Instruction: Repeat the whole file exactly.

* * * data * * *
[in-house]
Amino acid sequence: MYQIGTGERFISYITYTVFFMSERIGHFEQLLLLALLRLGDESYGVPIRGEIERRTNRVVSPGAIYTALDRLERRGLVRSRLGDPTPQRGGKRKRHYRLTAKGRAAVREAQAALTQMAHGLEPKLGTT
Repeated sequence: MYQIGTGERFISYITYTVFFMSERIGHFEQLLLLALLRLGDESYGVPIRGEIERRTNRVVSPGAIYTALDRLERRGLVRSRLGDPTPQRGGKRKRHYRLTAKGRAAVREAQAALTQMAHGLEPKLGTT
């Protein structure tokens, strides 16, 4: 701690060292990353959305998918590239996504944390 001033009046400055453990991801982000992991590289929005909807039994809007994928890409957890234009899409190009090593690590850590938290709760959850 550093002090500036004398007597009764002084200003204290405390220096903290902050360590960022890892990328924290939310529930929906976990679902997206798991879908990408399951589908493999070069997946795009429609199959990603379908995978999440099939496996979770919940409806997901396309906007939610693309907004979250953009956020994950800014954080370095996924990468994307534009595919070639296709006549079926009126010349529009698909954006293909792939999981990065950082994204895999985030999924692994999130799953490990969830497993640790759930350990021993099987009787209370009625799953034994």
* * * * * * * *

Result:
[in-house]
Amino acid sequence: MYQIGTGERFISYITYTVFFMSERIGHFEQLLLLALLRLGDESYGVPIRGEIERRTNRVVSPGAIYTALDRLERRGLVRSRLGDPTPQRGGKRKRHYRLTAKGRAAVREAQAALTQMAHGLEPKLGTT
Repeated sequence: MYQIGTGERFISYITYTVFFMSERIGHFEQLLLLALLRLGDESYGVPIRGEIERRTNRVVSPGAIYTALDRLERRGLVRSRLGDPTPQRGGKRKRHYRLTAKGRAAVREAQAALTQMAHGLEPKLGTT
């Protein structure tokens, strides 16, 4: 701690060292990353959305998918590239996504944390 001033009046400055453990991801982000992991590289929005909807039994809007994928890409957890234009899409190009090593690590850590938290709760959850 550093002090500036004398007597009764002084200003204290405390220096903290902050360590960022890892990328924290939310529930929906976990679902997206798991879908990408399951589908493999070069997946795009429609199959990603379908995978999440099939496996979770919940409806997901396309906007939610693309907004979250953009956020994950800014954080370095996924990468994307534009595919070639296709006549079926009126010349529009698909954006293909792939999981990065950082994204895999985030999924692994999130799953490990969830497993640790759930350990021993099987009787209370009625799953034994």